By 2011, data (separately) compiled by Frost and Sullivan and QuantiaMD showed between 87 to 90 percent of physicians used at least one social media site for personal reasons, with 67 to 75 percent opting for more professional postings. LinkedIn, Facebook, YouTube, Twitter, blogging, and similar social media stand poised to change the face of health care in the exact same manner they did for most other industries. Medical professionals—not just doctors—have discovered some creative (and not-so-creative) ways to apply the technology to many different aspects of their field, meaning savvy, Internet-literate patients should stay on the lookout for what might lay ahead. Better information and support Greater risk of compromised confidentiality More balanced drug information Better patient interaction Increased trust in the patient-doctor relationship More informed doctors.
Social media: how doctors can contribute. On April 18, The General Medical Council, which regulates medical practice in the UK, opened up its draft guidance on doctors' use of social media for consultation.
Comments can be made until June 13, and the results will be published by the end of the year. The guidance emphasises the need to maintain patient confidentiality, provide accurate information, treat colleagues with respect, avoid anonymity online if writing in a professional capacity, be aware of how content is shared, review privacy settings and online presence, declare conflicts of interest, and maintain separate personal and professional profiles.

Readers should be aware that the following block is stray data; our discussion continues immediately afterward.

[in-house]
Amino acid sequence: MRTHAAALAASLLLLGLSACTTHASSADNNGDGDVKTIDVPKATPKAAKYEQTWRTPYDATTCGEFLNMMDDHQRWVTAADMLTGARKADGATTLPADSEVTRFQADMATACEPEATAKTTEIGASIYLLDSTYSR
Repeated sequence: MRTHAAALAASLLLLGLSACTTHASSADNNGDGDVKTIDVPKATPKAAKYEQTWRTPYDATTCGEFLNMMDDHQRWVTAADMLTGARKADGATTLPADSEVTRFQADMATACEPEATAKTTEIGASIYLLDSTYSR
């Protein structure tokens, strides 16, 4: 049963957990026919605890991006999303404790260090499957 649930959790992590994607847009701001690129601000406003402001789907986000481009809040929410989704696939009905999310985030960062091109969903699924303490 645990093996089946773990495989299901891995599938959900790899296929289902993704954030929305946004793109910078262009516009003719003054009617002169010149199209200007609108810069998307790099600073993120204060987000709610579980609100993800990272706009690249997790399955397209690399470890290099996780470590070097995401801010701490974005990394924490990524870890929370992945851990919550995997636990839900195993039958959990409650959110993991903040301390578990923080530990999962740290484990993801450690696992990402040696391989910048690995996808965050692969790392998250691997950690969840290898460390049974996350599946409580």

Much is said about the dangers of social media. Care about posting in a public space is, of course, needed. Doctors, though, should seize the opportunities provided by social networks to improve the health of their patients, and do their utmost to ensure that the highest quality of health information and access to treatment is there for all. Doctors warned not to use social media with patients. Network World - Doctors are being cautioned by hospitals they work with to avoid interacting with patients on social media, and that they reject any overtures by patients to interact on the likes of Facebook and Twitter.